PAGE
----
Rod Nickel and Hamid Shalizi –
Despite pulling off a safer presidential election than expected, Afghanistan looks headed for a prolonged period of political uncertainty, with the two front-runners claiming victory before ballots are tallied and signalling they would not accept defeat.
The situation echoes 2014, when candidates Ashraf Ghani and Abdullah Abdullah alleged massive fraud by each other, forcing the United States to broker an awkward power-sharing arrangement that made Ghani president. Both men, front-runners again, say they would not accept a similar arrangement this time.
At the same time, Taliban insurgents rule more of the country than at any time since they were ousted from power nearly two decades ago, and have refused to accept the legitimacy of the government.
The unity government between the two candidates holds power until the winner is selected and takes office.
Results are expected on October 19. If neither man wins over half the votes, a runoff would take place.
“There is serious risk of an extended political crisis and divisive battle over the outcome, while the Taliban remain effectively unified,” said Colin Cookman, a programme officer with the US Institute of Peace, who has analysed Afghan politics since 2008.
Petr Stepanek, Ambassador of the Czech Republic to Afghanistan, said a second round of voting possibly would not be held until spring, prolonging the uncertainty. “The election commission can say, ‘the weather is bad’ and postpone it for a couple of months,” Stepanek said. “Then we will have a weak government. A lame duck.” About 4,500 complaints have been filed since the September 28 election, providing possible ammunition for the loser to reject the results. The Independent Election Commission said on Sunday that some biometric verification machines were lost.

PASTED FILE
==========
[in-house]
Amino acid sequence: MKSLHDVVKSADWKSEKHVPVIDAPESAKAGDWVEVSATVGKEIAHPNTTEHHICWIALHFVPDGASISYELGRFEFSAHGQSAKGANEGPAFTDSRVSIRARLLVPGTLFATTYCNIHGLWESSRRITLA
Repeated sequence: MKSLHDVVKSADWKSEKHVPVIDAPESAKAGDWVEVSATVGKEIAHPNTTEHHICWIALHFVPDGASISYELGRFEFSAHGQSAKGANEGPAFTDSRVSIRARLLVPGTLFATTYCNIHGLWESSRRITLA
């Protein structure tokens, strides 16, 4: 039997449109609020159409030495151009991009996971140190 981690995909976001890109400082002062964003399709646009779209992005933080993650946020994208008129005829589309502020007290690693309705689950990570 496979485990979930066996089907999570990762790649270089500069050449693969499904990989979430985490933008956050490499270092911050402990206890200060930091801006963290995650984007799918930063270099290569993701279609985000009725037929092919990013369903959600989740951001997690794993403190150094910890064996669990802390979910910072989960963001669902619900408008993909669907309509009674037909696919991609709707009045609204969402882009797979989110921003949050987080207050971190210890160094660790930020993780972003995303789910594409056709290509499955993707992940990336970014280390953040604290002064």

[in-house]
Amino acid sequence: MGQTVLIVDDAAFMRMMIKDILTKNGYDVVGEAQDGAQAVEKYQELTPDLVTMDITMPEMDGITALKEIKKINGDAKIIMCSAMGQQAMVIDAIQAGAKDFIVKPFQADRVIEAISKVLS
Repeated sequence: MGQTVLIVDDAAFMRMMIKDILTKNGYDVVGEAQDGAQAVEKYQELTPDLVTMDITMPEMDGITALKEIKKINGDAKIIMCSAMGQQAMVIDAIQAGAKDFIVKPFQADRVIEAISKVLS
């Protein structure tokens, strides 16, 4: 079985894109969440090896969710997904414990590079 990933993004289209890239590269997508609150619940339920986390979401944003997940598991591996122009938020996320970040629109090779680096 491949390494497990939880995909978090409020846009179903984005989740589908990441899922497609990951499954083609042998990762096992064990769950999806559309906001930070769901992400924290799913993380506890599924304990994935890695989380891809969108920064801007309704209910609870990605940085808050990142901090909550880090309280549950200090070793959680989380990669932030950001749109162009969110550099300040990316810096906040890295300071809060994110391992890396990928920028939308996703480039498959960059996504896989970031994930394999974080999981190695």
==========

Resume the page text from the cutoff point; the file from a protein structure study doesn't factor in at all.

Turnout was an estimated 2.6 million votes, about one-quarter of eligible voters, following threats by the Taliban against voting stations.
Negotiations about withdrawing US troops in exchange for Taliban security guarantees broke down in September, although the two sides held exploratory talks in Islamabad last week.
The next step would be negotiations between the Taliban and Afghan government about a ceasefire and the Taliban’s future role. The militant group has so far rejected any talks with the government.
The Ghani camp has dismissed fears of a prolonged political stalemate.
This election included more checks and balances than ever to prevent fraud, leaving Abdullah little to complain about if he loses, said Daoud Sultanzoy, a senior Ghani campaign leader. He said he believes Ghani dominated Afghanistan’s cities and eroded Abdullah’s support in
northern areas, giving him a comfortable first-ballot win.
“The process is the most transparent we’ve ever used,” Sultanzoy said. “Somebody has to put (Abdullah) in his place. Enough is enough.” Asked if Ghani would accept an Abdullah victory, Sultanzoy said that possibility was “far-fetched.” Abdullah is equally certain that his coalition of ethnic Hazaras, Tajiks, Uzbeks and some Pashtuns has made him a winner, said his spokesman, Mujib Rahman Rahimi.
However the Abdullah camp is concerned about numerous irregularities, such as improbably high turnouts in insecure areas. Abdullah would accept defeat if the election is clean and only biometrically verified votes are counted, Rahimi said, adding that he has confidence in the commission.
But Abdullah will not accept a tainted vote, he said.
“He commands the real power in Afghanistan,” Rahimi said. “If he comes out ‘no’ (to the result), the country will collapse. We should not go that direction, that is our hope.” Diplomats, speaking anonymously because of the sensitivity of the situation, said the more confusion that overhangs the Afghan government, the easier it will be for the Taliban to fill the vacuum.
Rod Nickel and Hamid Shalizi –